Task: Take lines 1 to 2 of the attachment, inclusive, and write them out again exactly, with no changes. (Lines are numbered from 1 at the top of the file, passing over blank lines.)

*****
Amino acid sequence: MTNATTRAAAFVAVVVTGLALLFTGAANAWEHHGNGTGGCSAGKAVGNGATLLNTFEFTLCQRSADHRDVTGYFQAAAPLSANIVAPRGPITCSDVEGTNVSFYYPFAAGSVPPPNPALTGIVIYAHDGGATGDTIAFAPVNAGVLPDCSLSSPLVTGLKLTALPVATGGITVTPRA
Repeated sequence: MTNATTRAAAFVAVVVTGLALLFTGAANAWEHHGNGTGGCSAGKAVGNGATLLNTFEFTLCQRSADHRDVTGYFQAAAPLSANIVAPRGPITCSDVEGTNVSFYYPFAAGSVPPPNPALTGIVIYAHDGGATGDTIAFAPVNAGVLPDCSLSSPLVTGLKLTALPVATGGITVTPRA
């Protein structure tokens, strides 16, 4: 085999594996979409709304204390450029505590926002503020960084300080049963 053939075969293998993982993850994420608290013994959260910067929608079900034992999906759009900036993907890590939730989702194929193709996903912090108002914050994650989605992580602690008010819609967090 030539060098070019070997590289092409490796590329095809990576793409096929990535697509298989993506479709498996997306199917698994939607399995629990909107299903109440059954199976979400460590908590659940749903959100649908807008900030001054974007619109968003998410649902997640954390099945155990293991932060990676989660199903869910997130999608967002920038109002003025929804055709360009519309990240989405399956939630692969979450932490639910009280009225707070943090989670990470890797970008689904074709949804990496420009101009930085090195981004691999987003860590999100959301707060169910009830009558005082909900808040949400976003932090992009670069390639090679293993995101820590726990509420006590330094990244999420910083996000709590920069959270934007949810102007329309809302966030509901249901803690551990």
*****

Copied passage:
Amino acid sequence: MTNATTRAAAFVAVVVTGLALLFTGAANAWEHHGNGTGGCSAGKAVGNGATLLNTFEFTLCQRSADHRDVTGYFQAAAPLSANIVAPRGPITCSDVEGTNVSFYYPFAAGSVPPPNPALTGIVIYAHDGGATGDTIAFAPVNAGVLPDCSLSSPLVTGLKLTALPVATGGITVTPRA
Repeated sequence: MTNATTRAAAFVAVVVTGLALLFTGAANAWEHHGNGTGGCSAGKAVGNGATLLNTFEFTLCQRSADHRDVTGYFQAAAPLSANIVAPRGPITCSDVEGTNVSFYYPFAAGSVPPPNPALTGIVIYAHDGGATGDTIAFAPVNAGVLPDCSLSSPLVTGLKLTALPVATGGITVTPRA